Roe v. Wade reckoning? The U.S. Supreme Court hears arguments on a Louisiana law that requires doctors at abortion clinics to obtain admitting privileges from a nearby hospital. This is the first abortion case heard since Justice Brett Kavanaugh and Neil Gorsuch joined the court, forming a conservative majority.
High-wire balancing act: Nik Wallenda is scheduled to traverse 1,800 feet over the Masaya Volcano in Nicaragua on a tightrope. Adding to the drama, Masaya has an active lava lake below.
Thursday, March 5
Swing-state campaign: President Donald Trump will participate in a live Fox News Town Hall in Scranton, Pennsylvania. The state was key to his 2016 victory and is expected to play a similarly decisive role in 2020. Former Vice President Joe Biden was born in Scranton, and often touts his family's roots in the city.
Saturday, March 7
A whole lotta “Mush!”: The 48th annual Iditarod dog sled race begins as some 57 teams embark on an human-canine endurance test that traverses nearly 1,000 miles of snow and ice. The race record, set in 2017, is 8 days, 3 hours, 40 minutes, and 13 seconds.
On Sunday, the Hirschfeld’s Prom Shoppe in North Platte, Nebraska opened for three hours and gave away free prom dresses. There were at least 100 beautiful gowns on the racks. “When you’re in high school, going to prom is a memory that stays with you for your entire life,” manager Abbie Pack told the North Platte Telegraph. “We don’t want that dress to be the hurdle that keeps girls from going to prom.”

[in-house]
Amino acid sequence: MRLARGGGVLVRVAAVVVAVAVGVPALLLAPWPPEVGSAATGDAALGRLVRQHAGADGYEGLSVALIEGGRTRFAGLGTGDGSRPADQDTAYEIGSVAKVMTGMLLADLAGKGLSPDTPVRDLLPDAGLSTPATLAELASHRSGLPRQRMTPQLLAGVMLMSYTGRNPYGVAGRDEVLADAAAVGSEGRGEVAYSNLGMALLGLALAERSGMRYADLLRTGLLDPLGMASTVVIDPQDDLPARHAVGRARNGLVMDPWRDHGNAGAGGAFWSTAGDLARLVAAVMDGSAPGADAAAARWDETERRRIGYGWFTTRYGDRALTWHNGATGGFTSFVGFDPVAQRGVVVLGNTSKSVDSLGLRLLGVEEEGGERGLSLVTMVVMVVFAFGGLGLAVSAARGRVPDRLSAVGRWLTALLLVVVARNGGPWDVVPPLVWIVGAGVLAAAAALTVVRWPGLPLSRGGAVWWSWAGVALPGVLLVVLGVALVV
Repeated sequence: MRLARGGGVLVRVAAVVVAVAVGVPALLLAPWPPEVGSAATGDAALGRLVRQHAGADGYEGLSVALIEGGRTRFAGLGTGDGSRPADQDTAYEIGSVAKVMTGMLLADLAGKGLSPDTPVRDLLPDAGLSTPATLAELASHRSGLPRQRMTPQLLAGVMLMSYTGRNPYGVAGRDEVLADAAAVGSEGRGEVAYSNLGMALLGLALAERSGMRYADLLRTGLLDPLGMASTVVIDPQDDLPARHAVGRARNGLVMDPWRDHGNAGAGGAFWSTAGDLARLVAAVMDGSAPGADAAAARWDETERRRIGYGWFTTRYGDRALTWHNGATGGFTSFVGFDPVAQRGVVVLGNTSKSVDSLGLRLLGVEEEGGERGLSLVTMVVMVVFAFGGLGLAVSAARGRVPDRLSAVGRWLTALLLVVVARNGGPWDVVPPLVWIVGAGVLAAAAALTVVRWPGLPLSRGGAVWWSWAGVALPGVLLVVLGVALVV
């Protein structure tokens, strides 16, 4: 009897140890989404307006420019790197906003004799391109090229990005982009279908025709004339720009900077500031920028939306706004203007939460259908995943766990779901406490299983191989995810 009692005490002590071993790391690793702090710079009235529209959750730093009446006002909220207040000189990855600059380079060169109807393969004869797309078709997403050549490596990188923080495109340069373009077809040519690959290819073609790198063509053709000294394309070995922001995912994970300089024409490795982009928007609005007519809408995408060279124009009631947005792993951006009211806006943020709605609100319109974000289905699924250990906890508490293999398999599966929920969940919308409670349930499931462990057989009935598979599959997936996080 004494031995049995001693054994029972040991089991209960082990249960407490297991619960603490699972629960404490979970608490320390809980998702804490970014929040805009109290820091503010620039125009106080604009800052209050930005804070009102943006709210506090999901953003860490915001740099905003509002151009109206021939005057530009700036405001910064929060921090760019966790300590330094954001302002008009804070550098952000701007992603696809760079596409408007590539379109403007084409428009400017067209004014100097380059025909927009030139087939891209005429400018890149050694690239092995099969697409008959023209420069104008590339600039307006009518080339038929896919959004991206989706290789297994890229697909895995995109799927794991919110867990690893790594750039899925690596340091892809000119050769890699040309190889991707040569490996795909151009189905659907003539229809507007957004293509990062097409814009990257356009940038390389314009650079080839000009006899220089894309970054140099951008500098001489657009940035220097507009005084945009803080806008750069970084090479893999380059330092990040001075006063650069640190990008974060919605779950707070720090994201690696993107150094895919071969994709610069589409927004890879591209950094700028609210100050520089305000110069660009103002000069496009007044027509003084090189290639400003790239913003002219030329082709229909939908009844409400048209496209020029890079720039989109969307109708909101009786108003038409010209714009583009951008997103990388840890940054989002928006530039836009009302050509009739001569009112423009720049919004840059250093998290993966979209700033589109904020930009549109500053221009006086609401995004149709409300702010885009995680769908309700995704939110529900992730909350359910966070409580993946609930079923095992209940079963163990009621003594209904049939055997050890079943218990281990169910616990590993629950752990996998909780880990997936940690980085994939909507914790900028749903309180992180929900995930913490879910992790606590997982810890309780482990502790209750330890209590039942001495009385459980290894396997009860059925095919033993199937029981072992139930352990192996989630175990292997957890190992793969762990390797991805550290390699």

As parents will tell you, prom isn’t cheap. Dresses often start at $100 and can go above $500 - for an outfit that typically gets worn once. A 2015 study by Visa found the average American family spent $919 on prom, including clothing, transportation, food, hair, makeup, etc. In our home, prom was a stressful time, partly because of the cost but also because of the social baggage associated with this “once in a lifetime event.”
In recent years, several organizations have formed to relieve the stress and sense of inequality often associated with this high school rite of passage. In Boston, the Belle of the Ball gave out some 950 dresses last year. One of the sponsors, Anton’s Cleaners, is currently accepting donations of dresses. In Pompano Beach, Florida, Becca’s Closet hosts an annual prom-dress give-away, and this non-profit has spawned chapters across the U.S.
Whether it’s a small shop in Nebraska, a nonprofit, or a group of corporate sponsors, the goal is to inspire confidence, one dress at a time.
Start your week with a recent story that inspired Monitor readers:
In tonight’s Daily Edition, watch for our story about China's global push for an authoritarian alternative to liberal democracy. It's the second in our "Navigating Uncertainty" series.
Finally, check out the Monitor’s selected stories from Friday's subscription-only Daily Edition:
- Inside the Taliban: What these jihadis say about long-sought peace
- In Joe Biden’s last stand, a test for American centrism
- After early success, a historic candidacy faces a much steeper hurdle
- As natural hair is embraced, states adopt laws to protect it
- Going uphill: More skiers take the sport back to its roots